Should You Trademark Your Website?

It is extremely important for companies to protect their intellectual property. Developing a comprehensive intellectual property plan is essential to protecting your investment and protecting your consumers from confusion.  Trademarking your brand names, slogans and company name as well as copyrighting blog content, original imagery, and other original works of authorship are commonly know areas of focus for companies and entrepreneurs.  You want to be in control of your brand, your content and your creations.

Now, according to one federal court, companies can use trademark law to protect the unique look and feel of their websites from imitators. As a result of this ruling, companies should consider registering their websites as trademarks with the U.S. Patent and Trademark Office (the “USPTO”).

The U.S. District Court for the Northern District of California recently ruled in Ingrid & Isabel, Inc. v. Baby Be Mine, LLC, No. 13-01806 (N.D. Cal. Oct. 1, 2014) that the look and feel of a website used to market and sell products and services can constitute protectable trade dress under Section 43 of the Lanham Act. See 15 U.S.C. § 1125(a) (2012). Trade dress, a derivative of trademark law, protects the total image of a business or product, including the arrangement of identifying features such as graphics, packaging, designs, shapes, colors, textures, and décor.

This is an important development for companies seeking to protect their brand online. Your website is an important part of your brand as a company. It is often a customer’s first impression and point of sale.  Previous case-law suggested that a website could constitute protectable trade dress only if the website itself was the product. See Conference Archives, Inc. v. Sound Images, Inc., No. 06-00076, 2010 WL 1626072 (W.D. Pa. Mar. 31, 2010) The Ingrid & Isabel case provides an opportunity to expand those protections. This decision is reminiscent of the USPTO allowing Apple, Inc. to register a trademark for the design and layout of its unique retail stores. Your website is in effect your online store. This is a great example of the law starting to catch up with the times. Companies seeking to take advantage of this protection must make sure their website is 1)distinctive or has acquired secondary meaning and is 2) nonfunctional.RegisteredTM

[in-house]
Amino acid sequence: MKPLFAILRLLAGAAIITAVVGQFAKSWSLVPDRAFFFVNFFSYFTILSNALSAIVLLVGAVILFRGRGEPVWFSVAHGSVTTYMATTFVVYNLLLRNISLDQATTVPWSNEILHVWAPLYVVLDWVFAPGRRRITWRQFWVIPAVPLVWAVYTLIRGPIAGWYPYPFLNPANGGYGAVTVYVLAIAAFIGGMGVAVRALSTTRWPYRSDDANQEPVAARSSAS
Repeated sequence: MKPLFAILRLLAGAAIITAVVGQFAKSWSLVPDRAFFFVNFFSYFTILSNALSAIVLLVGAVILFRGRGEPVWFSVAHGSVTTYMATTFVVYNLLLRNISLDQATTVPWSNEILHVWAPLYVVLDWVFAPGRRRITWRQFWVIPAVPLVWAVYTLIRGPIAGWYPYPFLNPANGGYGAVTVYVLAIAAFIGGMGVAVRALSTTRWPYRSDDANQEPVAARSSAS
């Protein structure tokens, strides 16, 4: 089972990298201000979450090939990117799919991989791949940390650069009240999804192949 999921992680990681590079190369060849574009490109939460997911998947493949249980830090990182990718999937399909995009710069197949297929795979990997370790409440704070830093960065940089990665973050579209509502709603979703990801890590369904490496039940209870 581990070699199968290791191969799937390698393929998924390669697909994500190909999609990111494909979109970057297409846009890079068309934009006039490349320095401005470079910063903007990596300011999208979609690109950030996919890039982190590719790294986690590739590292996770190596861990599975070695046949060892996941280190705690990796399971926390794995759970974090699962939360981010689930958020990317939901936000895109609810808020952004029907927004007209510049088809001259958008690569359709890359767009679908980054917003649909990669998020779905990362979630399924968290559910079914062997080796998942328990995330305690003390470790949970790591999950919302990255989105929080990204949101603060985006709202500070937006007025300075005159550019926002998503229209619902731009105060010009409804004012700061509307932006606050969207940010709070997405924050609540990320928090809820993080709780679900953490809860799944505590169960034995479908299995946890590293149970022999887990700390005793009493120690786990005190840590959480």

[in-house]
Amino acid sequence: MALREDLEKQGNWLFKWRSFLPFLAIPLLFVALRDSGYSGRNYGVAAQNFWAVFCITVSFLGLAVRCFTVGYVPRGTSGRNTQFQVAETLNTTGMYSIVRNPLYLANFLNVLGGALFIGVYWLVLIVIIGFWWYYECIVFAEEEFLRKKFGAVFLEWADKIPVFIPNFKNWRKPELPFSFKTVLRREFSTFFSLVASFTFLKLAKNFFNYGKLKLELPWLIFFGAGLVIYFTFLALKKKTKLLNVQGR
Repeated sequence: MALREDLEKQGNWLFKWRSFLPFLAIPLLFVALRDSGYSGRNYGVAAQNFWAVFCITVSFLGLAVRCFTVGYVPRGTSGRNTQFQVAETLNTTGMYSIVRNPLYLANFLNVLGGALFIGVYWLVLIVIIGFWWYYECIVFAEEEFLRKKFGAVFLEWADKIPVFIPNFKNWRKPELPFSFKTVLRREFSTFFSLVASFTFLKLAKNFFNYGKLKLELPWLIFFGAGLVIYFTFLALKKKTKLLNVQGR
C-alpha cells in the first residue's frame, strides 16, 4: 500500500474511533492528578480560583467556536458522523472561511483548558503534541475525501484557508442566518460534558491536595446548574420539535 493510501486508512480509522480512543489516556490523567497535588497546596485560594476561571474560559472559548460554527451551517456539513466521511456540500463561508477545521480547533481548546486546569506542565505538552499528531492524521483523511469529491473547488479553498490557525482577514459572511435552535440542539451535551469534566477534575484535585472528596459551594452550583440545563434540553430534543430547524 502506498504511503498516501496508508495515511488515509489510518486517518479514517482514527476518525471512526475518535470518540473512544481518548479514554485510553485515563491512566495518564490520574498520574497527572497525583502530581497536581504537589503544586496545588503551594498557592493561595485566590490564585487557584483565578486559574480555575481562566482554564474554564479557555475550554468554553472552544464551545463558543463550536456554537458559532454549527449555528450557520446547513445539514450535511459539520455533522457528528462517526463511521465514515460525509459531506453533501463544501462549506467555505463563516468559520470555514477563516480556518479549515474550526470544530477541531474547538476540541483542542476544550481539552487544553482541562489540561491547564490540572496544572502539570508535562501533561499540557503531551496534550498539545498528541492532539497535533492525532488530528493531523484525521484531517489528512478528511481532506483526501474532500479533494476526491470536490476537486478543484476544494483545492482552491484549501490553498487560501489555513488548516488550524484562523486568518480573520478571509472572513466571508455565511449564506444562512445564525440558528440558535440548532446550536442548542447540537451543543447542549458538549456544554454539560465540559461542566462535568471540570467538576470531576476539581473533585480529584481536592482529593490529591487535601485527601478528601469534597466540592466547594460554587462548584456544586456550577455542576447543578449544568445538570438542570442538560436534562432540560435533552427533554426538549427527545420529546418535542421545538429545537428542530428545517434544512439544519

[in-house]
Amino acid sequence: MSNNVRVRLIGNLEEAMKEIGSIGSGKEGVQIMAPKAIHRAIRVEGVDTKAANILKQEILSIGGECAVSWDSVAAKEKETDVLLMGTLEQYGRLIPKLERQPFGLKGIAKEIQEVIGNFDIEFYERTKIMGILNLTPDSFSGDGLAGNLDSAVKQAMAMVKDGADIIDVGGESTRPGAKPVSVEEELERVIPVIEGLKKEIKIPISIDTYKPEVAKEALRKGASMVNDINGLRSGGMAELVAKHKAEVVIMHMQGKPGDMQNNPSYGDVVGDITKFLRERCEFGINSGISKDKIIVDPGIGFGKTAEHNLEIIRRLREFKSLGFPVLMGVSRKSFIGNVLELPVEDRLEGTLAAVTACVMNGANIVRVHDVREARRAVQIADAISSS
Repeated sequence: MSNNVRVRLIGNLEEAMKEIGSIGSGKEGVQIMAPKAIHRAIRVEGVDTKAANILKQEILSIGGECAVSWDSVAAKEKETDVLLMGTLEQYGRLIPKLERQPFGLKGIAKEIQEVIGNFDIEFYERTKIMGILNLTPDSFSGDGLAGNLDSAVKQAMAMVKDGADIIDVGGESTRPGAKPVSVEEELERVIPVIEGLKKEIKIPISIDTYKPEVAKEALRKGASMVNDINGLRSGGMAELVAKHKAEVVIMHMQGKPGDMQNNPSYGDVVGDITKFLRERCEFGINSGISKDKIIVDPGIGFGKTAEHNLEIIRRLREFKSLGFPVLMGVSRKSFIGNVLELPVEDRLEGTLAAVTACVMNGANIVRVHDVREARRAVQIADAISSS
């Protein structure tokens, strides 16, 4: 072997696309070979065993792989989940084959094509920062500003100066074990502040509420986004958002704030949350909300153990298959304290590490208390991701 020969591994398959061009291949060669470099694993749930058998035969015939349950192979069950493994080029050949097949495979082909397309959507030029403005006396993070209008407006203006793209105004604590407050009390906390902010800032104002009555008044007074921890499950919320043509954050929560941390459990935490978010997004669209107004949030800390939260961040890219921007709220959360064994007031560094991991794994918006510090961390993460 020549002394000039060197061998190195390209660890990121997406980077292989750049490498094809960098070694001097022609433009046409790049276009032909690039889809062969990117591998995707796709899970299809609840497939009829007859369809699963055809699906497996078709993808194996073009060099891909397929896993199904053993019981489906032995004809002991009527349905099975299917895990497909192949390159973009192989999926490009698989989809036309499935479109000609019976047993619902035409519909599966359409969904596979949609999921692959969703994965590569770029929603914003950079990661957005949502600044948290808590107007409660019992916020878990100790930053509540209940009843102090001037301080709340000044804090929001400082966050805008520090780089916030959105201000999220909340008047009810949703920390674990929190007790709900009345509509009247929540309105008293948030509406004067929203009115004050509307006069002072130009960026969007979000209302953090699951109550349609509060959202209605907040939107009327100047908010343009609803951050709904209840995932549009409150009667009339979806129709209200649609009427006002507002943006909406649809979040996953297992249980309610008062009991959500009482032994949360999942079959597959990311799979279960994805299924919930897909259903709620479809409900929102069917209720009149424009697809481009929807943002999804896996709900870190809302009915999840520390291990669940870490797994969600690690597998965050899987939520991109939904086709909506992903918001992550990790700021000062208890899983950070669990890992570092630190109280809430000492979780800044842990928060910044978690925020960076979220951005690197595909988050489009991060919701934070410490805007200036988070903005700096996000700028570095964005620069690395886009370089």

1. The court noted that the “Supreme Court has held that ‘design, like color is not inherently distinctive’ [citing a case involving Wal-Mart.]  Given the conceptual similarity between ‘look and feel’ and ‘design,’ Wal-Mart suggests that Plaintiff must show that its website‘s ‘look and feel’ is distinctive through its secondary meaning.” This eludes to the fact that the design of a website is not “inherently” distinct. You want to secure these protections before someone seeks to copy your website. However, per previous case-law  “secondary meaning may be inferred from evidence of deliberate copying of the trade dress…” Therefore, if you can show that your competitor deliberately copied your website, that will help to support your claim for acquired distinctiveness.
  2. Functional elements cannot be protected as trade dress. However, according to the court in Ingrid & Isabel “the placement and arrangement of functional elements can produce a non-functional aesthetic whole.”

This is also an important decision from a cybersecurity perspective. Most consumers are lured into phishing and other fraud scams when malicious actors mimic the look and feel of a brand’s website. Armed with a similar site they can lure unsuspecting consumers to insert personally identifiable information and financial data into their fake site. This can result in identity theft and financial loss. This is another tool in a trademark owner or company’s arsenal to combat fraud and protect their customers.

If your website is distinct, talk to an attorney about protecting it. This is an important consideration and should be part of developing a comprehensive intellectual property plan.

Trade dress protection has existed for decades, but its usefulness for websites and other Internet-based applications has been limited. It will be interesting to see how courts continue to apply the law to websites, mobile apps, and other non-traditional mediums.

Note that the court didn’t determine the ultimate outcome of this case; that’s still in dispute. This ruling merely allowed Ingrid & Isabel’s claim on this point to proceed to trial.

Advertising Services Is Not Use In Commerce

Your website for your new service has gone live! You are building momentum for you launch in a few weeks by advertising your services. You know you need to protect your intellectual property so you seek federal registration of your new trademark. Is that new website or other adverting materials sufficient to show “use in commerce” as required to secure a federal registration for use?

Seems like it could, right? Unfortunately, the answer is NO.

In Couture v. Playdom, Inc., the Federal Circuit held that the use of a mark on a website to offer services is not use in commerce sufficient to support an actual-use service mark application. As a result, the Court affirmed the Trademark Trial and Appeals Board’s (“TTAB”) cancellation of the mark.  The PTO granted the petition because, at the time of Playdom’s service mark registration, it had not rendered any services under the mark, but merely advertised those services on a website.